The Fire Cat

The Fire Cat

This comes from a story I once tried to write as a young kid about a man who gives  a woman a fire-colored cat in order to win her heart.  She is charmed by the animal and it is consistently a wonderful pet–loyal, beautiful and full of what she suspects is a divine light.  She is not, however, so crazy about the poor schmuck who gave her the cat.   In the end, his ardor curdles to bitterness and as it does, the “light” on the cat dims daily until it is a deep and ulcerous gray.  Needless to say the story is a real feel-good; nothing but mirth at Tony’s house.  After the love-sick guy jumps in front of a train, the cat hardens to solid lead and is forever schlepped around by its heart-broken owner.  Everybody loses.  It is not a great sory and I never tried to revive it.  It was full of symbolism about selfishness and love and written by a novice a bit too in love with the “cleverness” of the story.  It was supposed to be about a gift and turned into a self-indulgent bore of a read.

At least I got this picture out of it.  Thirt years later, it was a better idea as a picture than as a story.

I and my friend and studio director, Stan Klein, became book publishers this week.  Along with our other partners, Dawn Hancock of Firebelly and  Tanya and Brian Galin, formerly of Chase Projects, we formed a publishing company called FireCat.  We’ll publish art books, poetry and novels.  We are not a big outfit.  We’ll probably put out three or four books a year at first.  Why now, at a time when publishing is a shrinking industry?  We did some research.   The only part of publishing not shrinking is art books, chef books and certain porn.  Now if we could figure out how to get those three things into a book, well, things would be skippy!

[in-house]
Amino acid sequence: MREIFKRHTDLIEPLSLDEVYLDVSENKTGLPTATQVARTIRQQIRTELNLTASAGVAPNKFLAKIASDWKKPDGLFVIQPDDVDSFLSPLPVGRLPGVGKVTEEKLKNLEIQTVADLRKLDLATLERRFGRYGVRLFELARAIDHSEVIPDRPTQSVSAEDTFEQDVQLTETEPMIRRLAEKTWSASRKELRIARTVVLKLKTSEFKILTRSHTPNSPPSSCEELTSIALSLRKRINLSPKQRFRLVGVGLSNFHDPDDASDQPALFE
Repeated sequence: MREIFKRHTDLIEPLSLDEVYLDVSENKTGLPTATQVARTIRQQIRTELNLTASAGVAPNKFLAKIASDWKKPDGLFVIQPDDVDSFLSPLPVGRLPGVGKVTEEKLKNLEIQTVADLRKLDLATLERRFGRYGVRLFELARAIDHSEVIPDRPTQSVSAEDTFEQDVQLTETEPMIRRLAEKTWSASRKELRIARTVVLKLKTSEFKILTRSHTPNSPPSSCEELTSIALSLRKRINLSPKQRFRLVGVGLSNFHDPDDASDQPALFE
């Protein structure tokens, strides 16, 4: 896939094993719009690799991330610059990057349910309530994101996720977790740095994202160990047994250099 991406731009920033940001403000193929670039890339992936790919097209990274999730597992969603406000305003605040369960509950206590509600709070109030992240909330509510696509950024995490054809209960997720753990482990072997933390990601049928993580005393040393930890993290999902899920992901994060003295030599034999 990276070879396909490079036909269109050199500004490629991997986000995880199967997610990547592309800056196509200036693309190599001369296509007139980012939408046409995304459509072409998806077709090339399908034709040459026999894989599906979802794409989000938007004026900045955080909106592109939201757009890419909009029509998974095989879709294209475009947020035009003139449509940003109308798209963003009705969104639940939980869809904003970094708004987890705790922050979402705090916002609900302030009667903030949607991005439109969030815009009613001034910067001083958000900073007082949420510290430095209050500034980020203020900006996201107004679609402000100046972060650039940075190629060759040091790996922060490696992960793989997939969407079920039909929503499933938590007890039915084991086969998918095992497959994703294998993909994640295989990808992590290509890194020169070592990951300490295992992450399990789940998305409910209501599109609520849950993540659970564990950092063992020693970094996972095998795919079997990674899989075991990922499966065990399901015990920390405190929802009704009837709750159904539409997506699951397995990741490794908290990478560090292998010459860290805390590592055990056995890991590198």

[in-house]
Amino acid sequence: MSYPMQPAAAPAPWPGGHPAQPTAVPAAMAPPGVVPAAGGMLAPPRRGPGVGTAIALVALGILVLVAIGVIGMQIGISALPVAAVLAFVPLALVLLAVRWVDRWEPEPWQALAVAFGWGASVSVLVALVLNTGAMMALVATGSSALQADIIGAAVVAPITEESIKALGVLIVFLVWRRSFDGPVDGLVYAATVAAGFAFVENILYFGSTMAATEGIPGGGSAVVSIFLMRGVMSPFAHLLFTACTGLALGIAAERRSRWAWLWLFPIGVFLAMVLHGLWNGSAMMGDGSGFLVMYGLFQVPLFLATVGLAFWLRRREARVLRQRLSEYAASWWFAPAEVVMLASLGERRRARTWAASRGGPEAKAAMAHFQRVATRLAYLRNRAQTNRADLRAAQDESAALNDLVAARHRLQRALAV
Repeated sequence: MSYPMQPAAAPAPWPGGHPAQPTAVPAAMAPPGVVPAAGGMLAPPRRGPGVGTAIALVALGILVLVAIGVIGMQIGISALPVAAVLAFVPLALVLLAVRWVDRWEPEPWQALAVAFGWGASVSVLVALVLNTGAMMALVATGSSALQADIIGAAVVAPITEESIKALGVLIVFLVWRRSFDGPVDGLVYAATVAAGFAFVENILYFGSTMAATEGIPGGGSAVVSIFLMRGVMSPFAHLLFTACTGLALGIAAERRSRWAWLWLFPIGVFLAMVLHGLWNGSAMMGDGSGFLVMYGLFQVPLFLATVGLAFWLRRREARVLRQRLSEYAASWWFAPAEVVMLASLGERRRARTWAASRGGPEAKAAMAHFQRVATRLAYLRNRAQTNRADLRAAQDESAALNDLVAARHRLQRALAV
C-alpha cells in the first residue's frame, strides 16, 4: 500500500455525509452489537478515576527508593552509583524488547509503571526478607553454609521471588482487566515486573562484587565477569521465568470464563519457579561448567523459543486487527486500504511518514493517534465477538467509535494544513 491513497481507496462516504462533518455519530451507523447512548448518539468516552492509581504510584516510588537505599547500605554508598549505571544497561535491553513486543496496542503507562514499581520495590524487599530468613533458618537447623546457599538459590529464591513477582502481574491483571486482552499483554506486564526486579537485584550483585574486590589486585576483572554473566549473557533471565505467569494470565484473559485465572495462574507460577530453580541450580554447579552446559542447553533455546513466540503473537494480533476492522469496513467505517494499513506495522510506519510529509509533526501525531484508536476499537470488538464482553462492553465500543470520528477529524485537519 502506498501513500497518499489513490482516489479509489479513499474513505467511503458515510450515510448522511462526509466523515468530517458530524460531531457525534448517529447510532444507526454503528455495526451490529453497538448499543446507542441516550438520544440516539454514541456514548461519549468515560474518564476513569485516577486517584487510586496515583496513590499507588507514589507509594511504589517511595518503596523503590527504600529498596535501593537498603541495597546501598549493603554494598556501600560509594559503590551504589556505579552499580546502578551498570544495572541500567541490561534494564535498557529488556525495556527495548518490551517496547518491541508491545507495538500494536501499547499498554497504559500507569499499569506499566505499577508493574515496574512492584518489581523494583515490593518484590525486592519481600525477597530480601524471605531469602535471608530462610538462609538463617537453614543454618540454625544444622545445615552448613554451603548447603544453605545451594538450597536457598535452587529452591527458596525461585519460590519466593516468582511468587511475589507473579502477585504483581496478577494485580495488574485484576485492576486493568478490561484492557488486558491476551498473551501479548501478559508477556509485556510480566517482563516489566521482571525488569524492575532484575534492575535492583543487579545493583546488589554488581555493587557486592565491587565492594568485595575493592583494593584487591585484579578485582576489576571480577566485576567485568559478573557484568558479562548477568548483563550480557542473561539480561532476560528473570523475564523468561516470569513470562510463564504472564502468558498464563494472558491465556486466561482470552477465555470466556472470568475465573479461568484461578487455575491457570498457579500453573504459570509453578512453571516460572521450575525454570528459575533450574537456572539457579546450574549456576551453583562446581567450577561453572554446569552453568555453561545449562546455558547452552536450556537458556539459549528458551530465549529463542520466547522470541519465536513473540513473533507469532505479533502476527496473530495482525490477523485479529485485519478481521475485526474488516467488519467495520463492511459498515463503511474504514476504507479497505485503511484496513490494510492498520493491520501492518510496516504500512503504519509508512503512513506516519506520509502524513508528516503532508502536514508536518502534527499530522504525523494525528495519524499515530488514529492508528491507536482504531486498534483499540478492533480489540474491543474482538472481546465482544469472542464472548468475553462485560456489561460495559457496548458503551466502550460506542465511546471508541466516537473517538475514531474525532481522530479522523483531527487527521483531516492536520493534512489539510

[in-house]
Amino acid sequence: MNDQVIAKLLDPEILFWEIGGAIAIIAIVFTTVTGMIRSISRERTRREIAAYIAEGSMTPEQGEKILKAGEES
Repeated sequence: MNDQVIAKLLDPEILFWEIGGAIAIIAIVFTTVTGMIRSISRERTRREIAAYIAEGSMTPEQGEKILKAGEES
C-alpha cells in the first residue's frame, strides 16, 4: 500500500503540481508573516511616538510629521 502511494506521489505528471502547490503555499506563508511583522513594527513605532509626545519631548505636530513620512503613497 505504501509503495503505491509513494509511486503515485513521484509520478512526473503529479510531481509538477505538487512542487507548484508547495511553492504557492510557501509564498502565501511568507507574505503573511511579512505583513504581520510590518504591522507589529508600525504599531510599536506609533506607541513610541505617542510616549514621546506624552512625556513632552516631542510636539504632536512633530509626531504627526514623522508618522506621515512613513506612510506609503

The logic of art books is simple.   People who cannot afford the art buy the books.  People who can afford the art buy the books.
They must be carefully and agressively marketed with the help of as much “free” media as possible.  We must also not publish anything we don’t understand.  Big publishing houses publish 300 or 400 titles a year.  they are top-heavy with salaries, printing costs, ad campaigns, et cetera.  I’m not surprised they’re in trouble.  We will be a bit more cautious.  We will publish what we know about, can talk about and understand.  We will be our own best advocates; hopefully being more fluid and cost effective, we can make a go of it.

Next week starts Art Chicago, the once-great Chicago art fair that has been Madison-Avenued into a corporate daisy-chain of consultants, curators, wanna-be’s, boot-lickers, ass-kissers, dolts, dullards, and dumbbells.  This is a great place to observe who, and what, you do not want to become. Have a 9-dollar wine-spritzer for me and tip the bartenders you cheap pricks.

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